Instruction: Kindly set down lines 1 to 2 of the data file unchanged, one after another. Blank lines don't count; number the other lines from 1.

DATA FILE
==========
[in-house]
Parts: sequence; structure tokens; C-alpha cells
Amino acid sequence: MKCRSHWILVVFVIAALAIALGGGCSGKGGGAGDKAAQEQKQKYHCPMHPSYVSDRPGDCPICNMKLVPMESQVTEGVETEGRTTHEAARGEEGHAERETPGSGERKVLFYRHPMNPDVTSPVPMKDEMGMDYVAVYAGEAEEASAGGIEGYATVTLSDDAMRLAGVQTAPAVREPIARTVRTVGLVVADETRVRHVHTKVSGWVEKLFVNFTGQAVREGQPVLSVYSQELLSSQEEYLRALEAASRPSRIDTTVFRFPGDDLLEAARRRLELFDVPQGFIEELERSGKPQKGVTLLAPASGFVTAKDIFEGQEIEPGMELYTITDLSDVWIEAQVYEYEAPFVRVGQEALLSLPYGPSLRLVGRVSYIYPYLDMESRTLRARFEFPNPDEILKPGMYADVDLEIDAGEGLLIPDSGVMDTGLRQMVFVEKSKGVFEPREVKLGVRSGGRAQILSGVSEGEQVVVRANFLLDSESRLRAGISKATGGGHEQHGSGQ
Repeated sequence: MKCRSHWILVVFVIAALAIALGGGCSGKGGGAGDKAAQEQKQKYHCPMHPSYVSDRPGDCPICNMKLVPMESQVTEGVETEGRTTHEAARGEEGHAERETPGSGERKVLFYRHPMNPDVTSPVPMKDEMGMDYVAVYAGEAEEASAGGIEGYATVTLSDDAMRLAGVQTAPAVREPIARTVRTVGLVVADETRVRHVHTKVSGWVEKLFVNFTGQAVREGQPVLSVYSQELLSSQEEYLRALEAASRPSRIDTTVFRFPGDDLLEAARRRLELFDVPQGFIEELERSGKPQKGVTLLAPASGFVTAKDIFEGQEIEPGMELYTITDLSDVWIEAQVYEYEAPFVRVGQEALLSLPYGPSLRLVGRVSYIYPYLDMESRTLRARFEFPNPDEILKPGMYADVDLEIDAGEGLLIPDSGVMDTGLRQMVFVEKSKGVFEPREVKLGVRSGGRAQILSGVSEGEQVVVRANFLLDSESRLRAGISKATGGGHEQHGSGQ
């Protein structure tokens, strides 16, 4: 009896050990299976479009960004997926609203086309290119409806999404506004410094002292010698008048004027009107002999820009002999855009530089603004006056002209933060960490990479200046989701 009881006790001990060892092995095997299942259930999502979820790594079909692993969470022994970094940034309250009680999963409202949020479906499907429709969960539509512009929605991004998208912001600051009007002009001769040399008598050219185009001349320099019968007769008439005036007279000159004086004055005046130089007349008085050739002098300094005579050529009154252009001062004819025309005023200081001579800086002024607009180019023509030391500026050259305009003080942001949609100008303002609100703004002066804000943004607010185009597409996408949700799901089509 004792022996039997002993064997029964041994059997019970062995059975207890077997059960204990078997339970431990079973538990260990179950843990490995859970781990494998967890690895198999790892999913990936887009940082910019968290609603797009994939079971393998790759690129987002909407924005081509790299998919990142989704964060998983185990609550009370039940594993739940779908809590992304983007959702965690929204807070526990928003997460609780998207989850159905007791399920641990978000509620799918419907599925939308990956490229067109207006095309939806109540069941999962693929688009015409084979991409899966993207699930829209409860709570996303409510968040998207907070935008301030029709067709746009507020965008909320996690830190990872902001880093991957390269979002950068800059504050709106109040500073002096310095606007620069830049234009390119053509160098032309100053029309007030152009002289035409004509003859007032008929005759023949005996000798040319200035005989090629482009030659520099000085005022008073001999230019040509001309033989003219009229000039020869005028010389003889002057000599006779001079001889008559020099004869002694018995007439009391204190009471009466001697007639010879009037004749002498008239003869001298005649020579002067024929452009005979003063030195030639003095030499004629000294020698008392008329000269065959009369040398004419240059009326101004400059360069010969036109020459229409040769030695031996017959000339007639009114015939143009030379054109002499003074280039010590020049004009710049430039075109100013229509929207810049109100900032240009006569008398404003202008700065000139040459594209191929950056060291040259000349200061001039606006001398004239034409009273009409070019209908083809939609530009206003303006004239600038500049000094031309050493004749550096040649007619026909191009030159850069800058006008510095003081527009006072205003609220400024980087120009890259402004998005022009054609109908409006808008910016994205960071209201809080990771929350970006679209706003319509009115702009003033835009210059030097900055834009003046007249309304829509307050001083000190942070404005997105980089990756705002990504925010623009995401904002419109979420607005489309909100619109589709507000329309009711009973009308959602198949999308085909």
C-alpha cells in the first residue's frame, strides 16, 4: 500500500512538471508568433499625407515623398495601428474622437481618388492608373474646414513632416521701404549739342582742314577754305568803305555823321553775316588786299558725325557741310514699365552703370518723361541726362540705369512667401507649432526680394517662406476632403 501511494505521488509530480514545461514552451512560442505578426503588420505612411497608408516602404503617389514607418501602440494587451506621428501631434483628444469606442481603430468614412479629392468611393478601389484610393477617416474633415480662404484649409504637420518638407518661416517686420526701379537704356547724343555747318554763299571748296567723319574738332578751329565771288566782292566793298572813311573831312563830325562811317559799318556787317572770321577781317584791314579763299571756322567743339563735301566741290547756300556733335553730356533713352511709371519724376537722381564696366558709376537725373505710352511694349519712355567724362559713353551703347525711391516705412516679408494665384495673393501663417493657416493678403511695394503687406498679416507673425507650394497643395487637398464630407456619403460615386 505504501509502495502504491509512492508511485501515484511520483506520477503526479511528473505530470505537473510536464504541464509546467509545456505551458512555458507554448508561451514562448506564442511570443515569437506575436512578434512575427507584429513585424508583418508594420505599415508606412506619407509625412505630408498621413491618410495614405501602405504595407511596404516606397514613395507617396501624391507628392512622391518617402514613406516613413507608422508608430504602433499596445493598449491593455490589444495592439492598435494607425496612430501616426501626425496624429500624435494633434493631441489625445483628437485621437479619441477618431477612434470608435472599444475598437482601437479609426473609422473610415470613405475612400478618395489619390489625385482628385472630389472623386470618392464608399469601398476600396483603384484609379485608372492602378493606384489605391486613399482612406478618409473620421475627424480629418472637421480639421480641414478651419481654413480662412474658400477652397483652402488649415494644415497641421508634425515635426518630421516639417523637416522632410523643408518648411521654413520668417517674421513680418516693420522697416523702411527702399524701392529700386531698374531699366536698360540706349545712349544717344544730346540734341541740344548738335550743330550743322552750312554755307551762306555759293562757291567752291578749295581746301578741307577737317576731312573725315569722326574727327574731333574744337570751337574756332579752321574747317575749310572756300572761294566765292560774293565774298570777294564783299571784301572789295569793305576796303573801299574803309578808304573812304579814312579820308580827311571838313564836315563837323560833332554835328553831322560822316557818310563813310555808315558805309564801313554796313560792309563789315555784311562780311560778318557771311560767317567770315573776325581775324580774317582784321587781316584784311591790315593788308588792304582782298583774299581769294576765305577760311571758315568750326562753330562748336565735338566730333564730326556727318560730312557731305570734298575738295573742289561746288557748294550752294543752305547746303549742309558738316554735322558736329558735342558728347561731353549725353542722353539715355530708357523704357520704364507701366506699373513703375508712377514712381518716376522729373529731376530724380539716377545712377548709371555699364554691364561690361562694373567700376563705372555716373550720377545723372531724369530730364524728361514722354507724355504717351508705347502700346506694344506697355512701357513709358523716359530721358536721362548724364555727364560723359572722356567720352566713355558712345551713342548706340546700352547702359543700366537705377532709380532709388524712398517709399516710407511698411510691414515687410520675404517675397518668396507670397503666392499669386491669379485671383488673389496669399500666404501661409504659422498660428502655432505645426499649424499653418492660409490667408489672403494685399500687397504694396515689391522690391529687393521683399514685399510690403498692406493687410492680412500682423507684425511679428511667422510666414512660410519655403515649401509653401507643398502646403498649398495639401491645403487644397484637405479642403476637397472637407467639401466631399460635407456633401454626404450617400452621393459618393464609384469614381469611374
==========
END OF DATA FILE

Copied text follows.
[in-house]
Parts: sequence; structure tokens; C-alpha cells